They gave me her shoe—Nike, size six, typical for a twelve-year-old.
As a human bloodhound of sorts, I had been asked to smell a variety of items. A shoe was not one of my favorites. Yet since Amy wore it when she was abducted, it was the best scent source possible.
I sniffed the inside. The odor carried her essence—pungent sweat, a trace of blood … and the scent of her soul.
As I exhaled a stream of white, a frosty breeze sent the vapor up through the glow of a neighborhood streetlamp and into Spokane’s nighttime sky. Through my ski mask’s breathing hole, I inhaled fresh, crisp air and let my membranes absorb the elements. The particles of a thousand Amys filtered in, along with a thousand Alyssas, Aarons, and Andrews, but only one matched the sample. The missing Amy was out there … somewhere.
I turned to the weeping mother. I couldn’t remember her name or the name of the father who held her close, both bundled in heavy coats on this dark night. No matter. I knew Amy’s name. And I could provide them the assistance they desperately needed, a service the police could never hope to provide.
“I can find her,” I whispered.
The mother swiped a tear from her cheek. “You mean …” She swallowed down a sob as her hopeful eyes sparkled. “She’s alive?”
“She’s alive … for now. But if traffickers got her, she’s living in hell.” I pulled my trench coat close. Even with a sweatshirt underneath, the bone-chilling air cut to the skin. “Do you have what I asked for?”
“Right here.” The father extended a small canvas bag. Light from the streetlamp revealed its purple color. “I sold my Mustang to raise this money. Getting Amy back …” His voice faltered. “Well … no sacrifice is too high.”
“Amy’s photo is in there, too,” the mother said. “It’s from just three weeks ago. Also Fred’s business card so you’ll have our phone number.”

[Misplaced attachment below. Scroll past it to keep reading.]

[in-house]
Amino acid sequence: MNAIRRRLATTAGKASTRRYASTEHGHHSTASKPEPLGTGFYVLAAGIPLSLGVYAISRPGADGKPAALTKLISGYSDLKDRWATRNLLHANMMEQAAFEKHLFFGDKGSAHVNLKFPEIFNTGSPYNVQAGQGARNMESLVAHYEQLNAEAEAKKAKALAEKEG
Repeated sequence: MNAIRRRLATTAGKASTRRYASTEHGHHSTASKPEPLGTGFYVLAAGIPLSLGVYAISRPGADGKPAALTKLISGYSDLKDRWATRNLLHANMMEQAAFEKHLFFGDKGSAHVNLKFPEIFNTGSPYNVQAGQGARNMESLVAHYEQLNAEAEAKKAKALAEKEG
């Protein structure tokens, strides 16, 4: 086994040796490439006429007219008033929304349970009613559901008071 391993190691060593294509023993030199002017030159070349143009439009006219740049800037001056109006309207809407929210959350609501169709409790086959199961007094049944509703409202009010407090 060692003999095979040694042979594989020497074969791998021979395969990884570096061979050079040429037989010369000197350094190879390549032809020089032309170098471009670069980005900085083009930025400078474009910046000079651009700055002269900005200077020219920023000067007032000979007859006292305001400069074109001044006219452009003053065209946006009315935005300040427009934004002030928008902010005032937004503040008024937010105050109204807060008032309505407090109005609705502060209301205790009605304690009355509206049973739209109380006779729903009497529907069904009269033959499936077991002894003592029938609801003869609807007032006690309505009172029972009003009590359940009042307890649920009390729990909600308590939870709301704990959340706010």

I took the bag. “And what keepsake for Amy?”
“A stuffed bunny she named Beans. She sleeps with him every night.”
“That should work.”
This idea came to me as I lay awake on a sleep-deprived night. I have already altered it a bit, and I will reveal the new version next week, but I wanted to show the progress by providing the initial expression of the idea.
In yesterday’s writing tip, I mentioned that it is best to start in the protagonist’s ordinary world. Although this character’s ability seems strange, and his activities are intriguing, finding lost girls is his ordinary world. The text provides the impression that he is accustomed to his abilities, and he takes them in stride, which indicates the ordinariness of the opening.
Notice the essential items I mentioned in yesterday’s post: A hook beginning, questions that are raised, an immediate goal for the protagonist, character qualities and flaws, sparse details for the physical setting that are perhaps sufficient, the beginning of a bridge to the back story. Though I have not discussed all of these elements in detail in the writing tips (they are coming), I hope you can pick them out.
Let me know what you think. What questions are raised? What are the character’s qualities and flaws? How is the back story beginning to take shape? What other elements did you notice that I haven’t mentioned yet?
Also, for the braver souls, what do you not like? What suggestions do you have for improvement?
Categories: Story Development